An important national health goal is to decrease the rate of sedentary living among Americans. Current baseline data suggest that 40% of those 18 and over do no regular leisure physical activity. Many studies suggest that there is a low to moderate relationship among youth activity and sedentary living. Some believe that getting the physical activity patterns of youth to “track” to adulthood could be the solution to reducing adult sedentary living. However, because activity generally decreases with age, a more important goal is to “untrack” activity. Specifically, steps must be taken in adolescence to help teens get “untracked” from their ever-decreasing activity levels. To accomplish this we must teach activities that will “track” to adulthood and teach self-management skills that can lead to a lifetime of active living.
Charles B. Corbin
Charles B. Corbin
In recent years evidence has accumulated to document the importance of physical activity to lifelong health and fitness. This paper is based on the assumption that a primary goal of physical education is to promote lifetime physical activity. Common misconceptions are described and alternatives for change are proposed: (a) recognizing the unique physical activity needs of youth; (b) promoting opportunities for girls; (c) changing our focus from fitness to physical activity; (d) promoting self-esteem and feelings of competence among youth; (e) narrowing the scope of our objectives; and (f) emphasizing self-management skills in high school to help youth adopt active living as adults. The suggestions are based on scientific evidence and the author’s own experience.
Charles B. Corbin
Male and female subjects (N = 80), ranging in age from 17 to 25 years, participated in a study designed to determine if the sex of the sex of the subject, the sex of the subject's opponent, or the perceived ability of the subject's opponent, (good vs. poor ability) affected subjects' self confidence after competing at a task (TV Pong Game) of “neutral” sex orientation. a 2 x 2 x 2 mixed factorial design, with 10 subjects assigned to each cell, was used. All subjects competed in five games against a confederate and in all cases subjects lost all but the second of the five games. Data were treated using an ANCOVA, with preperformance confidence being used as the covariate. Ragardless of sex of the opponent, females expressed postperformance confidence levels equal to males after performing against an opponent thought to be poor in ability, but they were significantly less cofident after performing against opponents perceived to be good in ability. These findings are consistent with those of Argote, Fisher, McDonald, and O'Neal (1976), who note that the performance expectations of females tend to be unstable and change with single encounters, whereas males are less likely to allow one failure to affect performance assessments.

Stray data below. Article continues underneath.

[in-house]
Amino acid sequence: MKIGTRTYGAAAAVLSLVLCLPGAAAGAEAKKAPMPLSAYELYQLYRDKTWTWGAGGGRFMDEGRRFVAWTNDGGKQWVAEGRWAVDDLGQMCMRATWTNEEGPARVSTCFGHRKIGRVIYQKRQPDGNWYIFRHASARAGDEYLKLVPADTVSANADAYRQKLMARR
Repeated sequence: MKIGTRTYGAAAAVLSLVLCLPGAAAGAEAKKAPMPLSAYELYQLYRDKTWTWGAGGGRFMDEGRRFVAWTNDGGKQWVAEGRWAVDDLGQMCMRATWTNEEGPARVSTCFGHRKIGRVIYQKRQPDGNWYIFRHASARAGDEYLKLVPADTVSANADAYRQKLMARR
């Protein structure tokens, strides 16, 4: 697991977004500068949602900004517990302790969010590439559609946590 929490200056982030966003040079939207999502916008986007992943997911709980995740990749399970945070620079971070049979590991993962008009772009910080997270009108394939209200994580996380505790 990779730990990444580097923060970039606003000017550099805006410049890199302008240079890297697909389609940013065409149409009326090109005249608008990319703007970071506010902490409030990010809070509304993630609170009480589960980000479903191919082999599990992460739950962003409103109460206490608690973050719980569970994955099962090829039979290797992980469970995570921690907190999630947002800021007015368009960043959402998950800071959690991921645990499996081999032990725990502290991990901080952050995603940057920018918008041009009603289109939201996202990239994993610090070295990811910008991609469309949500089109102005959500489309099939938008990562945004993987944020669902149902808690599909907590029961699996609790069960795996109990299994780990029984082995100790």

Charles B. Corbin and Charles Nix
Elementary school children, 20 boys and 20 girls, served as subjects in this investigation designed to determine how children sex-typed each of three different motor activities and to study their success predictions before and after cross-sex competition. Results of the study indicated that both boys and girls sex-typed a motor task requiring strength, speed, and power as a “male” activity, while the two other motor tasks were characterized as “male-female.” The self-confidence levels of girls, as measured by success predictions were lower than boys prior to competition but only for the “male” activity. After cross-sex competition in which girls succeeded as often as the boys, self-confidence of girls was no different than for boys. There were no sex differences in postcompetition state anxiety levels. All subjects regardless of sex were more threatened after competing in a “male” as opposed to a “male-female” activity, and they experienced lower state anxiety following successful rather than unsuccessful competition.
Charles F. Cicciarella and Charles B. Corbin
Steven J. Petruzzello and Charles B. Corbin